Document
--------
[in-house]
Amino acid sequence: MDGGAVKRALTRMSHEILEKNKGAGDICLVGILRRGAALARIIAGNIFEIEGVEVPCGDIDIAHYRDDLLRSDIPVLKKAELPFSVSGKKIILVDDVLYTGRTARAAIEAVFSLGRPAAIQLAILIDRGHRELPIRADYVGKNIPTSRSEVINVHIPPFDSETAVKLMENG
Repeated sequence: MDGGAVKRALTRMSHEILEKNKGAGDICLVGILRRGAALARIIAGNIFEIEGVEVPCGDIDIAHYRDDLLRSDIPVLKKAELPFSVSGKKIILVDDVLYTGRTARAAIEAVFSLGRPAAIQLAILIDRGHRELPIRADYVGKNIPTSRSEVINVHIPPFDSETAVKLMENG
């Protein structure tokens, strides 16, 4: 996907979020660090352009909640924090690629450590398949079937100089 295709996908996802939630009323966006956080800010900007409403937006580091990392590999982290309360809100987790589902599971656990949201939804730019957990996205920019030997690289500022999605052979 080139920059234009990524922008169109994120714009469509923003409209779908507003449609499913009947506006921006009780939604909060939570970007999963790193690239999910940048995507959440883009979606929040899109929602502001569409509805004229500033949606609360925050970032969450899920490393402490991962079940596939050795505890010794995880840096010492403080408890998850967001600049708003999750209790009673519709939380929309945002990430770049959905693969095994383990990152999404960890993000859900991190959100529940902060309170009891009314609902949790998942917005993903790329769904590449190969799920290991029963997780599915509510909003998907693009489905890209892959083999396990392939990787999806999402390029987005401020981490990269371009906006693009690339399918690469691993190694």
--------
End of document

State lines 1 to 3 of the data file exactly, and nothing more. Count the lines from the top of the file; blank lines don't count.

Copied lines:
[in-house]
Amino acid sequence: MDGGAVKRALTRMSHEILEKNKGAGDICLVGILRRGAALARIIAGNIFEIEGVEVPCGDIDIAHYRDDLLRSDIPVLKKAELPFSVSGKKIILVDDVLYTGRTARAAIEAVFSLGRPAAIQLAILIDRGHRELPIRADYVGKNIPTSRSEVINVHIPPFDSETAVKLMENG
Repeated sequence: MDGGAVKRALTRMSHEILEKNKGAGDICLVGILRRGAALARIIAGNIFEIEGVEVPCGDIDIAHYRDDLLRSDIPVLKKAELPFSVSGKKIILVDDVLYTGRTARAAIEAVFSLGRPAAIQLAILIDRGHRELPIRADYVGKNIPTSRSEVINVHIPPFDSETAVKLMENG